Dietary Approaches to Stop Hypertension (DASH) is a popular diet aimed at controlling high blood pressure. But many patients with high blood pressure also have cholesterol and blood sugar problems, known as metabolic syndrome.
Therefore, the DASH diet can go a long way in controlling these other areas too. Another common element is that those with high blood pressure, cholesterol, and blood sugar problems tend to be overweight, which can increase the risk of fatty liver disease. This prompted researchers to uncover whether the DASH diet could benefit the liver as well.
Fatty liver disease is a growing problem in America, as there is also an obesity problem. When fat permeates the liver, the liver is unable to function as well as it normally would. Over time, this causes the liver to become sick, scar tissue begins to form, and disease can spread. Once your liver is sick, the consequences affect your entire body, as your liver is responsible for over 500 different functions. Therefore, a healthy liver means a healthy you.
The randomized controlled clinical trial consisted of 60 participants who were all overweight or obese. Participants had the non-alcoholic fatty liver disease and were either allocated to eating a controlled diet or the DASH diet for eight weeks. Both diets restricted calories and both diets consisted of 52 to 55 percent carbohydrates, 16 to 18 percent protein, and 30 percent fat. The main difference was that the DASH diet was higher in vegetables, fruits, whole grains, low-fat dairy products, and was low in saturated fat and refined grains.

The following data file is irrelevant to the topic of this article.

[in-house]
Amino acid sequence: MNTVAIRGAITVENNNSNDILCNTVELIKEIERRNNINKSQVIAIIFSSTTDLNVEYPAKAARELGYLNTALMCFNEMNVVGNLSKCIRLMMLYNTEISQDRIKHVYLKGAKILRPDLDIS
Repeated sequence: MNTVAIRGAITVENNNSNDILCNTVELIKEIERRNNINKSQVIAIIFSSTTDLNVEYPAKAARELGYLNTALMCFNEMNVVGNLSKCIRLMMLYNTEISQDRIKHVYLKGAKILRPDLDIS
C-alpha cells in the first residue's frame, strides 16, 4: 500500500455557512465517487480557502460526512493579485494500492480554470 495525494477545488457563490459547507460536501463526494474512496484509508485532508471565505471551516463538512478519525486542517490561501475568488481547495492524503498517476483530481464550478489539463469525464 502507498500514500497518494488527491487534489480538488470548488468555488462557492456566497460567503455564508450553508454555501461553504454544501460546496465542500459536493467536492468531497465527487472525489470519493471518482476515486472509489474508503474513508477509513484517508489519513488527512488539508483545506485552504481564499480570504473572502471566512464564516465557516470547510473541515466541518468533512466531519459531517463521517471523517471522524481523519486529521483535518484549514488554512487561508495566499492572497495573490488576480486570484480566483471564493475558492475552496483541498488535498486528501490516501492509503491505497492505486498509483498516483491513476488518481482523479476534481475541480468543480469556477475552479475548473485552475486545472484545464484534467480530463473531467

After the eight weeks, those who followed the DASH diet experienced improved liver function, lost weight, reduced body mass index, improved insulin resistance issues and insulin sensitivity, healthier triglyceride and cholesterol levels, and showed markers of improved liver stress.
Essentially, changing one’s diet to eat healthier foods and remove as much unhealthy fat, sugar, and refined foods is enough to start improving not only liver health, but metabolic syndrome, which can contribute to a serious cardiovascular event or stroke.
As you can see, diet plays a large role in health and what you eat can determine whether you will live a long healthy life or a shorter, sick one. Therefore, only fuel your body with wholesome, natural food choices and avoid artificial foods, refined foods, unhealthy fats, and sugar.
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